Lately we’ve been doing our own headlining tours, and had some great bands we’ve brought along. We just did a bunch of dates with Shakey Graves out of Austin, Texas, this one-man band. He’s literally playing the kick-drum and tambourine with his feet while he plays this amazing amplified acoustic guitar. He plays open tuning, so he has these amazing guitar riffs and he’s also got this amazing voice, so he’s definitely one of our favorites.
We’ve done some shows with Amanda Jo Williams, who is like a freaky, Georgian, country-gal who’s got quite an array of bizarre musicians supporting her. Her music can almost be described as southern-pyschadelic-children’s music, maybe? She’s got this squeaky little voice and her music has this deep rumbling psycadelic sound, so she’s really cool.
We’ve played the last couple dates with Spindrift, who we love. They’re a band from Los Angeles that really influenced us in the beginning. So they really inspired us to approach a kind of cowboy-western, desert sound/vibe.
Speaking of the style of music you play, where do you guys see yourself fitting into the ever-evolving music industry?
People kinda lump us into the folk movement that’s happening, you know, bands like Lumineers, or The Magnetic Zeros or Mumford and Sons. I think people recognize that we have as much in common with them as we do with The Velvet Underground or X or even punkier bands. So our approach has been to look at this new movement in folk and bring something new to the table. Maybe we could be a little bit raw-er, edgier garage style and maybe not be as precious or as produced sounding as some of the other folk acts making names for themselves. We like to mix in elements of phsycadelia and bring a heightened social and political message beneath the fun we like to have.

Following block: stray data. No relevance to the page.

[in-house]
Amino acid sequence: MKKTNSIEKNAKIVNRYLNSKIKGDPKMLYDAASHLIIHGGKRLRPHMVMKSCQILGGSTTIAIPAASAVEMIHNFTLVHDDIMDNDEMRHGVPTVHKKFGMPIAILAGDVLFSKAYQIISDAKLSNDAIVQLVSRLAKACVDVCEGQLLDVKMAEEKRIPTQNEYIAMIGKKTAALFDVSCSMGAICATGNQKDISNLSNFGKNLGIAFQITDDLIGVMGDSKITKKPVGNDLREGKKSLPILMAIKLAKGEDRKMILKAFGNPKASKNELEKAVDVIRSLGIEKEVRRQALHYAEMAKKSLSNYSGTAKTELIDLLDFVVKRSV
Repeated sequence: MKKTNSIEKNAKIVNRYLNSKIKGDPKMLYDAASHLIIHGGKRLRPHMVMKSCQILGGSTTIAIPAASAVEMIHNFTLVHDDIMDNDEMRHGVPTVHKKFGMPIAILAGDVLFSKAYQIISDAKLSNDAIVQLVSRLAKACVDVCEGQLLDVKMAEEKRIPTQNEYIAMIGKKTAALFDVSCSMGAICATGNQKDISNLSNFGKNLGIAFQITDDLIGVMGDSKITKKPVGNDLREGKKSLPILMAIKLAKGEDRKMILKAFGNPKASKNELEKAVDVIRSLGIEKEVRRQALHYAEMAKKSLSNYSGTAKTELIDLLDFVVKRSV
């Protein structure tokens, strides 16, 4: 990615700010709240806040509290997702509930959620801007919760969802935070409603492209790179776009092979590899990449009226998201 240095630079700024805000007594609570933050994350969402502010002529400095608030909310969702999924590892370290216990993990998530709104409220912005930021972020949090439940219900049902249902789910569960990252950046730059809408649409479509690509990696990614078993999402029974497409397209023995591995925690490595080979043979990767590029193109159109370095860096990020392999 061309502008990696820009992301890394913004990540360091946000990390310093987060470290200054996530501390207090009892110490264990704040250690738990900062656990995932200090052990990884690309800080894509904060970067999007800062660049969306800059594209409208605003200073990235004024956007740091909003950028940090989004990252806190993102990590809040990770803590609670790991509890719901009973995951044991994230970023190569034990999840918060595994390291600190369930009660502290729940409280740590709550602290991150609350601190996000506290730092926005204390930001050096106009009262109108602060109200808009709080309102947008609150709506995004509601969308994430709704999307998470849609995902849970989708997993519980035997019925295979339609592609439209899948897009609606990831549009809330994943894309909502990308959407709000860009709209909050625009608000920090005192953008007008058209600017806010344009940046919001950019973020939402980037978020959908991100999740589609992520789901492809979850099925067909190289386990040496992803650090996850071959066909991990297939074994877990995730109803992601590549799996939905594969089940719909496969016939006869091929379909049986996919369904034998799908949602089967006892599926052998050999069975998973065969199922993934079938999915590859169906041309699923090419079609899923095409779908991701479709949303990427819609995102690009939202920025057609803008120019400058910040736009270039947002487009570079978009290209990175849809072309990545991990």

So you’re trying to bring a DIY, grittier nature to folk…
Yea, and that’s where we’re at now. All bands evolve. I mean The Talking Heads started out as basically a post-punk band and then evolved into this huge, almost world/fusion/pop.
So I’m sure we’ll move onto new paths. I think the new album is going to venture into some new realms. We’re definitely looking into the darker side of things, maybe make things more bizarre and adopt this sort of carnival/side-show vibe and embrace the weird side more than other folk bands out there.
What can we expect to hear our your debut LP, Nobody Dances In This Town?
I think this album is the best representation, recording-wise, of what we’re really trying to do. Thom Monohan produced it. He’s a really great producer who worked a couple records with Andrew Vanwyngarden (of MGMT), who we love and been inspired by. He’s worked with a lot of great people, lot of cool indie bands that we like. So he really has a wide spectrum of what he can do.
We recorded most of it in three days, all live. We would do maybe three or four takes of each song with most being cut on the floor, all together. We over-dubbed some vocals, add some harmonies, but a lot of the music on that record was recorded in one take in that Bob Dylan style where you just find that groove. Even if the tempo sways a little bit, you just have that feel that’s reminiscent of the live show.
Austin City Limits is jam-packed with awesome shows this year, what acts would you most like to see this weekend?
I’ve never seen Neil Young, so I’m extremely excited to see him. I know the girls are really excited to see Florence and the Machine, they’ve never seen her. I’m just excited to explore and see bands who I’ve never heard of before. You know, just stumbling upon something that sounds really awesome in that moment.
I know I might not have time but part of me really wants to check out that singer from New Zealand, Kimbra. I’m not usually much of a pop fan, but she’s so weird and her voice is so unique and interesting that I’d really just like to go see what she’s all about.
Yea, I just saw Neil Young with Crazy Horse and The Black Keys the other weekend in Central Park, it was amazing…
Yea his voice, there is just something so haunting about it… I can’t wait. The Black Keys will be great, and they play the Bud Light Stage, so it will be cool to hang out with [Dan Auerbach], hopefully.
What does the future hold for He’s My Brother, She’s My Sister?
Yea! Bring it on! We’re hoping to get to other parts of the world. We’re still covering America but we’d like to get to Japan, Europe, find some good labels there, help spread the word across the globe. We’d like to get this album out there, let people hear it, share it with their friends and hopefully become a staple in someone’s record collection.
He’s My Brother She’s My Sister’s debut LP, Nobody Dances In This Town is available now on iTunes and Amazon.
Visit their website: hesmybrothershesmysister.com
Visit their facebook: http://www.facebook.com/hesmybrothershesmysister?fref=ts